Chamchamal, March 28 (Reuters): Hundreds of jubilant Kurdish peshmerga fighters today poured across an abandoned Iraqi frontline after President Saddam Hussein’s forces had retreated to the key northern oil hub of Kirkuk.
But a shell attack on the Kurdish-controlled town of Chamchamal later took the Kurds by surprise, reminding them of how dangerous their enemy remains despite the arrival of US paratroopers in the area and continued US aerial bombing.
Peshmergas fired automatic weapons at a portrait of Saddam at the entrance to the abandoned barrack town of Qarahanjir, spraying concrete and dust into the air. Later, a bulldozer came and toppled the picture of the Kurds’ most hated figure.
“This is like being born again,” beamed Baqir Faraj, the driver of the bulldozer. “What a great day,” added Aram Rauf, a 24-year-old Kurdish fighter wearing a red headscarf, the baggy green trousers of the peshmerga and a belt with hand grenades and a pistol. “If we don’t get rid of Saddam Hussein this time, then we probably never will.”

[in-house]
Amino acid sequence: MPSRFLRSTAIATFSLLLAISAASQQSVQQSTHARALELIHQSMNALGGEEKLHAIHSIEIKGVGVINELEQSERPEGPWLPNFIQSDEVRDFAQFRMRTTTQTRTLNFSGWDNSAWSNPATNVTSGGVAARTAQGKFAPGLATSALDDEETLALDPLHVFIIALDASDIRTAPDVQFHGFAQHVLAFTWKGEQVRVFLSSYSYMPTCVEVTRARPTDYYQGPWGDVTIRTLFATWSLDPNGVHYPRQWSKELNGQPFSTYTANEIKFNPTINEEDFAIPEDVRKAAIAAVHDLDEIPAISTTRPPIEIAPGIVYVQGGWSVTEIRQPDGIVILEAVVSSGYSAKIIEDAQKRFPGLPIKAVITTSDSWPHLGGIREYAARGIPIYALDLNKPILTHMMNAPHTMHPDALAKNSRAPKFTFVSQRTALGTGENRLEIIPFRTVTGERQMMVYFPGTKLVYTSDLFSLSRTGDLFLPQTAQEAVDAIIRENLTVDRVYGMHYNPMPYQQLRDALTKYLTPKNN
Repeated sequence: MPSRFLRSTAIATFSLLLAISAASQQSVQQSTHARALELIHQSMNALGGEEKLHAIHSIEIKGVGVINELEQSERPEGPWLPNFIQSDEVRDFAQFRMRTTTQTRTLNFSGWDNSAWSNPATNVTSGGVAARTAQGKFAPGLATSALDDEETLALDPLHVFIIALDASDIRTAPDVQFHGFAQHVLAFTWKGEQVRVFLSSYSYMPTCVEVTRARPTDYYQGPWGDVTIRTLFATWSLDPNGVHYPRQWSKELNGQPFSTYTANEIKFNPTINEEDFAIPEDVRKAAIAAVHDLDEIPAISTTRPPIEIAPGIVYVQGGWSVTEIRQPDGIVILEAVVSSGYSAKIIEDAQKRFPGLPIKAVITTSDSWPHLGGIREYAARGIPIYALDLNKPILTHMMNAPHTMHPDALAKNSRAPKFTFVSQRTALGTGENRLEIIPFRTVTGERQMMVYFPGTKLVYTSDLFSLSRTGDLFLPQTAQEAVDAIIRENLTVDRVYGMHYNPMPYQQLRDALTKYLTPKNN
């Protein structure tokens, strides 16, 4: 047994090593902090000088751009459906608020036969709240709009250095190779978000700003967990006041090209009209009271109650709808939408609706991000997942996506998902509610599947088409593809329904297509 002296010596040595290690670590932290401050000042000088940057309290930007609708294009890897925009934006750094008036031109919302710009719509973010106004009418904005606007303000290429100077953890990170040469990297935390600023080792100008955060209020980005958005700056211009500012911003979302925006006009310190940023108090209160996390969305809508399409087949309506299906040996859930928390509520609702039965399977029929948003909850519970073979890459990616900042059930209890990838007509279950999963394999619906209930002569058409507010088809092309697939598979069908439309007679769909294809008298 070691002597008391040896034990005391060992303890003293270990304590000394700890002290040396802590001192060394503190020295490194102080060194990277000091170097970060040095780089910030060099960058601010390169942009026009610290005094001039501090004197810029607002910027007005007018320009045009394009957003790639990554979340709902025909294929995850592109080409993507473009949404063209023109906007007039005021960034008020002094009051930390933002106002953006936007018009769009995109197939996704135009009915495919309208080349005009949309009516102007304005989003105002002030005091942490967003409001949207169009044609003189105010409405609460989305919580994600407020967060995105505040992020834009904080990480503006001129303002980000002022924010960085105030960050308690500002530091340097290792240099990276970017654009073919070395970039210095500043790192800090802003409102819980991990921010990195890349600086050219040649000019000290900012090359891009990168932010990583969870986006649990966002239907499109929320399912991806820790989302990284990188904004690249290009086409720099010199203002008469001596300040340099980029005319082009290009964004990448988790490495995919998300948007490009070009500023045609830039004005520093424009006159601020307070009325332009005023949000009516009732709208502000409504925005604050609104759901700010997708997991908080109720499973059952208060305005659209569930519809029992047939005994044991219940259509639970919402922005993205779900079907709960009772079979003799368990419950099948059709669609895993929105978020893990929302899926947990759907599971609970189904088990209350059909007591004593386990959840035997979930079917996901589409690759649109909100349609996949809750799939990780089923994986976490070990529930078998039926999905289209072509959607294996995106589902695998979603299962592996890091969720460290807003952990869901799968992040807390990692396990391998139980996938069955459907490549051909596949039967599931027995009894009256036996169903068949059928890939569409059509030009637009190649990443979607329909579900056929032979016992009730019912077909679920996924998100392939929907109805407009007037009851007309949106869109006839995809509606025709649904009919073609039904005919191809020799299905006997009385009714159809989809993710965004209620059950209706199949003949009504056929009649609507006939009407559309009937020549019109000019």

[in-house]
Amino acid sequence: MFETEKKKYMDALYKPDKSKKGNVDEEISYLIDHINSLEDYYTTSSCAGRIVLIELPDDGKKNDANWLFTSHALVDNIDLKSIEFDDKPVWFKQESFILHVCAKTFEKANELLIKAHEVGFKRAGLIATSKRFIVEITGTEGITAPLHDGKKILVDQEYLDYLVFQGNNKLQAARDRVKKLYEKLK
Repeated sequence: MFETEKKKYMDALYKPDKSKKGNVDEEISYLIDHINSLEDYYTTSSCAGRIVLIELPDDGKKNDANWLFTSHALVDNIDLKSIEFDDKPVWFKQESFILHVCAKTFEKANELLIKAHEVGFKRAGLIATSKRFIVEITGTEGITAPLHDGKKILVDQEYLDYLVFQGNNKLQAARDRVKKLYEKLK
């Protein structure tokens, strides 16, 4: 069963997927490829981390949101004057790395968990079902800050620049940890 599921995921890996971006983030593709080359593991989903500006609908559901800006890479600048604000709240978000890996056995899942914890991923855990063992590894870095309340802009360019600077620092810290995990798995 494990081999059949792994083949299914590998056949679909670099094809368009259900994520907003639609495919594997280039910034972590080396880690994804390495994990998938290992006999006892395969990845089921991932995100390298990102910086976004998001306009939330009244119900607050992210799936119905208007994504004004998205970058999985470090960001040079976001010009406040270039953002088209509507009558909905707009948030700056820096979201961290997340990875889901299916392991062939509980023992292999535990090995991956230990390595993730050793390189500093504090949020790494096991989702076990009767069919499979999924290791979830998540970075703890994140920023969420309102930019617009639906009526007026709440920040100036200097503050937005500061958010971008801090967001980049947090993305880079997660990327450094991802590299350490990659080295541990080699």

Kurdish commander Mam Rostam said he had sent around 300 peshmergas, wearing trademark baggy green trousers and carrying Kalashnikov rifles, into the abandoned territory. But he said no force had been used to trigger the collapse.
There was, however, little sign of a hasty retreat by the Iraqis, though a few army helmets, a pair of boots and blankets could be seen strewn along the road. Guns and mortars had also been left on the hilltop positions above Chamchamal.
Taking Kirkuk, a strategically-important city, may not be so easy, with Iraqis said to be digging in and encircling it.
And perhaps to remind Iraqi Kurds that their enemy was not yet conquered, Iraqi artillery, probably from near Kirkuk, opened fire on Chamchamal as dusk fell, forcing families who had just returned there to flee again to the north.